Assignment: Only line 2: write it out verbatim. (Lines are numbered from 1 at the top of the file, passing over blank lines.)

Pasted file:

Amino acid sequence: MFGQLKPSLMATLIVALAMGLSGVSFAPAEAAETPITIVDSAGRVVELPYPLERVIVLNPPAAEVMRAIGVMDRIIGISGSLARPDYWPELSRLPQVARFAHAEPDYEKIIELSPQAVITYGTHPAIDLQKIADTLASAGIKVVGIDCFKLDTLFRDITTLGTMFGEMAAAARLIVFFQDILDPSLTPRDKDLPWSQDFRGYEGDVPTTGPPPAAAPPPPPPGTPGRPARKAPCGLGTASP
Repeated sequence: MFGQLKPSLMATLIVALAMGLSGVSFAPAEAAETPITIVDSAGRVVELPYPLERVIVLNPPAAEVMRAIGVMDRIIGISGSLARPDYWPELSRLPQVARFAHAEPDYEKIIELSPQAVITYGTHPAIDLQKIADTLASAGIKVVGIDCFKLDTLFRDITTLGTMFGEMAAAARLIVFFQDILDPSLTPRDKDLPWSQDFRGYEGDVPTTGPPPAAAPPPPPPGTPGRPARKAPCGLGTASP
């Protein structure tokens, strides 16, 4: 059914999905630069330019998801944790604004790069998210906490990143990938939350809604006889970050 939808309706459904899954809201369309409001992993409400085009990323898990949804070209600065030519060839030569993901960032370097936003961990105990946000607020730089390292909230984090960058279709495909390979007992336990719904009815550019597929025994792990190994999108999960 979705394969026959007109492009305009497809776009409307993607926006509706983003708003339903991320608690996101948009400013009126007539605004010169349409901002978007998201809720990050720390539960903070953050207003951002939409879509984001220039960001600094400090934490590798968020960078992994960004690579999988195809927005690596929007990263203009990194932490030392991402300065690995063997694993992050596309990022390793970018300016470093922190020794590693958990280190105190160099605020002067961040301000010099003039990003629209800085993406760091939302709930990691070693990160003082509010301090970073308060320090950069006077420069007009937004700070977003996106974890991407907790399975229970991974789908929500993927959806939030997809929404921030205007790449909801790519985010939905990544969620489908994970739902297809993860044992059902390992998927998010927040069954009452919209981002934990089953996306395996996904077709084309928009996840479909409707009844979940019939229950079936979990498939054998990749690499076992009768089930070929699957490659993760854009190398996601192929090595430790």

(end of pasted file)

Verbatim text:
Repeated sequence: MFGQLKPSLMATLIVALAMGLSGVSFAPAEAAETPITIVDSAGRVVELPYPLERVIVLNPPAAEVMRAIGVMDRIIGISGSLARPDYWPELSRLPQVARFAHAEPDYEKIIELSPQAVITYGTHPAIDLQKIADTLASAGIKVVGIDCFKLDTLFRDITTLGTMFGEMAAAARLIVFFQDILDPSLTPRDKDLPWSQDFRGYEGDVPTTGPPPAAAPPPPPPGTPGRPARKAPCGLGTASP